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The role of the cerebellum in multiple sclerosis

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  1. Enhancement of Autophagy and Solubilization of Ataxin-2 Alleviate Apoptosis in Spinocerebellar Ataxia Type 2 Patient Cells

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  2. A Novel TTBK2 De Novo Mutation in a Danish Family with Early-Onset Spinocerebellar Ataxia

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  3. SCA28: Novel Mutation in the AFG3L2 Proteolytic Domain Causes a Mild Cerebellar Syndrome with Selective Type-1 Muscle Fiber Atrophy

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  4. Cerebellar cytokine expression in a rat model for fetal asphyctic preconditioning and perinatal asphyxia

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  5. Localization of CGRP receptor components, CGRP, and receptor binding sites in human and rhesus cerebellar cortex

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  1. Ergodicity-breaking reveals time optimal decision making in humans

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  2. Using MR elastography to assess portal hypertension and response to beta-blockers in patients with cirrhosis

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  3. Dimethyl Fumarate Treatment in Patients With Primary Progressive Multiple Sclerosis: A Randomized, Controlled Trial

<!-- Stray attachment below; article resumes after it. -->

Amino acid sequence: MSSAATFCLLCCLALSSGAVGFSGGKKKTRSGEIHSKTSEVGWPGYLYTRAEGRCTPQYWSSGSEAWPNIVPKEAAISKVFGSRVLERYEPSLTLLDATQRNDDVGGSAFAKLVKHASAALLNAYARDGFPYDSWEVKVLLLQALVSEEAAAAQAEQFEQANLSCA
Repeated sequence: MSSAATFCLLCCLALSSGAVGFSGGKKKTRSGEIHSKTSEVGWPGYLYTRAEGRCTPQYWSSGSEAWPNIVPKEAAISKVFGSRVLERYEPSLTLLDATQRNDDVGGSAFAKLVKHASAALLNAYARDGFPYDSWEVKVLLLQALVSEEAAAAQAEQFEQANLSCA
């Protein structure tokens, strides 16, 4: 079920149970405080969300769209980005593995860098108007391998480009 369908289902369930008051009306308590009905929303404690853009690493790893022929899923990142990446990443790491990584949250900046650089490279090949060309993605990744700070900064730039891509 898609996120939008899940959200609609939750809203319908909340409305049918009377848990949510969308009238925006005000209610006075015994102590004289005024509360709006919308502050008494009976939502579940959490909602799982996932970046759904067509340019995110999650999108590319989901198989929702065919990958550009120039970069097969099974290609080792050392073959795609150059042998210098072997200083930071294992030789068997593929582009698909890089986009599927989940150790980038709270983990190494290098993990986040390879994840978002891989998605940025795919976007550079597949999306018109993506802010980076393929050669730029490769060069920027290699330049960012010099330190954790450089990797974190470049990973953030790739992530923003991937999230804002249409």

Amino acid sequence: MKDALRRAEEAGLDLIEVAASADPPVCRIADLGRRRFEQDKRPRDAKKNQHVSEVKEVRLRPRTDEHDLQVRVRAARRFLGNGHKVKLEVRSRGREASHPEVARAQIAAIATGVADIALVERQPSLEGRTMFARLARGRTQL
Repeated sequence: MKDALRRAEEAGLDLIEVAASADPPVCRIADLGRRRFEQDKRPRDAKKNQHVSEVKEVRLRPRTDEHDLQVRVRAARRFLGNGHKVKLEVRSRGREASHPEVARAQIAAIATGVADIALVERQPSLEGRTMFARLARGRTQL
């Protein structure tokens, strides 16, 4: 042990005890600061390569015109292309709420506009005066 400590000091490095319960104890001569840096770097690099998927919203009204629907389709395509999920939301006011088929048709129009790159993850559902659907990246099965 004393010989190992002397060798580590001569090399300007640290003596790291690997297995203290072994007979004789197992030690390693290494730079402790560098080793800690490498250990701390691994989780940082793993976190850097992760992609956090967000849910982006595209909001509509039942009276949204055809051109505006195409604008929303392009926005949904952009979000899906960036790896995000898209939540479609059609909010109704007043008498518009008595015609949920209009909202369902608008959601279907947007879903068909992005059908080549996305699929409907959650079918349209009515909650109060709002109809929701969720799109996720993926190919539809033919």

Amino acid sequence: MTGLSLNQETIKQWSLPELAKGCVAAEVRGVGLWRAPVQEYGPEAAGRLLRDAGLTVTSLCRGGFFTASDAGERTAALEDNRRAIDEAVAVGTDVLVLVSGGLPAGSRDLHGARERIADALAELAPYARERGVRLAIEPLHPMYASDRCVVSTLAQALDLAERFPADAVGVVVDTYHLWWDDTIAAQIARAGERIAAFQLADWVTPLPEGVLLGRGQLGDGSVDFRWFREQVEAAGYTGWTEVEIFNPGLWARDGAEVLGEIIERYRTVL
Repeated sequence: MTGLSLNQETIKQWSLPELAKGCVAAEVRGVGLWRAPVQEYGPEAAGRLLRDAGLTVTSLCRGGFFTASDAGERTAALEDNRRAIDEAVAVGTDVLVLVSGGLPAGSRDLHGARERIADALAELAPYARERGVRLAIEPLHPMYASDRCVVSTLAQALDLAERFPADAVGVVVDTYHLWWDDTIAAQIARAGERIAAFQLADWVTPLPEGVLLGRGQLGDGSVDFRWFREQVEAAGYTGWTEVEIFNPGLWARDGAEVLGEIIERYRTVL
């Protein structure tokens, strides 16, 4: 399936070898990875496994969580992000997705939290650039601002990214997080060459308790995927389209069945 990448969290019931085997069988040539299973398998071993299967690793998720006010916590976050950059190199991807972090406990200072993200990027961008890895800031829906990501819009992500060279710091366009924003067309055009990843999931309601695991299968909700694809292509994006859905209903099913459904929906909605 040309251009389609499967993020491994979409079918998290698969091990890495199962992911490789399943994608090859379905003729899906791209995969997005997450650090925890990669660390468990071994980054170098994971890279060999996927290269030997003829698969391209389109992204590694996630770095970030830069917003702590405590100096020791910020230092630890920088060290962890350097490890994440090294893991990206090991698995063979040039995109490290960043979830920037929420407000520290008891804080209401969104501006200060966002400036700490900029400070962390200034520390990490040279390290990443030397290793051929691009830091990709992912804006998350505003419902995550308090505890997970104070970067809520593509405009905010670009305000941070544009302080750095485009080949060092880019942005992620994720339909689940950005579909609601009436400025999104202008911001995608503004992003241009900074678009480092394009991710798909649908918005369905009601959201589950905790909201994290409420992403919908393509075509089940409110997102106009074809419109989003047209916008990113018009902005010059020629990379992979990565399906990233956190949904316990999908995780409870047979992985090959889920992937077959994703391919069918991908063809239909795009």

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In multiple sclerosis (MS), cerebellar signs and symptoms as well as cognitive dysfunction are frequent and contribute to clinical disability with only poor response to symptomatic treatment. The current consensus paper highlights the broad range of clinical signs and symptoms of MS patients, which relate to cerebellar dysfunction. There is considerable evidence of cerebellar involvement in MS based on clinical, histopathological as well as structural and functional magnetic resonance imaging (MRI) studies. The review of the recent literature, however, also demonstrates a high variability of results. These discrepancies are, at least partially, caused by the use of different techniques and substantial heterogeneity among the patient cohorts in terms of disease duration, number of patients, and progressive vs. relapsing disease courses. Moreover, the majority of studies were cross-sectional, providing little insight into the dynamics of cerebellar involvement in MS. Some links between the histopathological changes, the structural and functional abnormalities as captured by MRI, cerebellar dysfunction, and the clinical consequences are starting to emerge and warrant further study. A consensus is formed that this line of research will benefit from advances in neuroimaging techniques that allow to trace cerebellar involvement at higher resolution. Using a prospective study design, multimodal high-resolution cerebellar imaging is highly promising, particularly in patients who present with radiologically or clinically isolated syndromes or newly diagnosed MS.

Original languageEnglish
JournalCerebellum
Volume14
Issue number3
Pages (from-to)364-74
Number of pages11
DOIs
Publication statusPublished - Jun 2015

ID: 45376060